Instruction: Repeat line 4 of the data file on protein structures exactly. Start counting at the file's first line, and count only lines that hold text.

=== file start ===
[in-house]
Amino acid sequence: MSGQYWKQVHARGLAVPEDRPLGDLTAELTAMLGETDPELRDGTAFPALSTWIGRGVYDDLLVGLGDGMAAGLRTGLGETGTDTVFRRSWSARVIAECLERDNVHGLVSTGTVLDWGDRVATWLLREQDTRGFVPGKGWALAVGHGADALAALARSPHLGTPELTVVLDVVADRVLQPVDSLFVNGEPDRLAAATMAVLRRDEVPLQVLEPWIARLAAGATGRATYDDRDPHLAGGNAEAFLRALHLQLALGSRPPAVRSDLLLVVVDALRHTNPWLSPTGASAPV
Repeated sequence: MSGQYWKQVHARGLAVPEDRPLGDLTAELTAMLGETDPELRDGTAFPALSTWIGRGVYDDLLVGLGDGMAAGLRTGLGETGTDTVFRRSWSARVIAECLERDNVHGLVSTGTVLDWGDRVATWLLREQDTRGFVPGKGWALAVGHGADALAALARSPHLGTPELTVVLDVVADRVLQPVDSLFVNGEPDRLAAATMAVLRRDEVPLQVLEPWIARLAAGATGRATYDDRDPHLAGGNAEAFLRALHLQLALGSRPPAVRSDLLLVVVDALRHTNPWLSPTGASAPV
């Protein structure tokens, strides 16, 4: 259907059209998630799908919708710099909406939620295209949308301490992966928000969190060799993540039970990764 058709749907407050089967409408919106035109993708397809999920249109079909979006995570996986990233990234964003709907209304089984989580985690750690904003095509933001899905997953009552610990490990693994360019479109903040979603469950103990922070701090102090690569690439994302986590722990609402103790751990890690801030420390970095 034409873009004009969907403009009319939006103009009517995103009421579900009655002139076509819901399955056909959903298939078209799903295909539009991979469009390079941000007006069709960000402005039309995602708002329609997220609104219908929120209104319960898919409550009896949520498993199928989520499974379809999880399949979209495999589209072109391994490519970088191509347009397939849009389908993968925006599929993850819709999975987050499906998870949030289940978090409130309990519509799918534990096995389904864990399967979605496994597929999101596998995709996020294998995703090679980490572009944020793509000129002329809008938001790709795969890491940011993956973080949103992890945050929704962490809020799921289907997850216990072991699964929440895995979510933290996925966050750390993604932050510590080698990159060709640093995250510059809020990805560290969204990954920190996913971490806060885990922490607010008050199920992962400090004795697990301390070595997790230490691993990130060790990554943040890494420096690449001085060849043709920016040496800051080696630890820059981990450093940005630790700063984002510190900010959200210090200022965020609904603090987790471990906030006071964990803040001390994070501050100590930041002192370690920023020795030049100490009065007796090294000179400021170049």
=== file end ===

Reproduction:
């Protein structure tokens, strides 16, 4: 259907059209998630799908919708710099909406939620295209949308301490992966928000969190060799993540039970990764 058709749907407050089967409408919106035109993708397809999920249109079909979006995570996986990233990234964003709907209304089984989580985690750690904003095509933001899905997953009552610990490990693994360019479109903040979603469950103990922070701090102090690569690439994302986590722990609402103790751990890690801030420390970095 034409873009004009969907403009009319939006103009009517995103009421579900009655002139076509819901399955056909959903298939078209799903295909539009991979469009390079941000007006069709960000402005039309995602708002329609997220609104219908929120209104319960898919409550009896949520498993199928989520499974379809999880399949979209495999589209072109391994490519970088191509347009397939849009389908993968925006599929993850819709999975987050499906998870949030289940978090409130309990519509799918534990096995389904864990399967979605496994597929999101596998995709996020294998995703090679980490572009944020793509000129002329809008938001790709795969890491940011993956973080949103992890945050929704962490809020799921289907997850216990072991699964929440895995979510933290996925966050750390993604932050510590080698990159060709640093995250510059809020990805560290969204990954920190996913971490806060885990922490607010008050199920992962400090004795697990301390070595997790230490691993990130060790990554943040890494420096690449001085060849043709920016040496800051080696630890820059981990450093940005630790700063984002510190900010959200210090200022965020609904603090987790471990906030006071964990803040001390994070501050100590930041002192370690920023020795030049100490009065007796090294000179400021170049």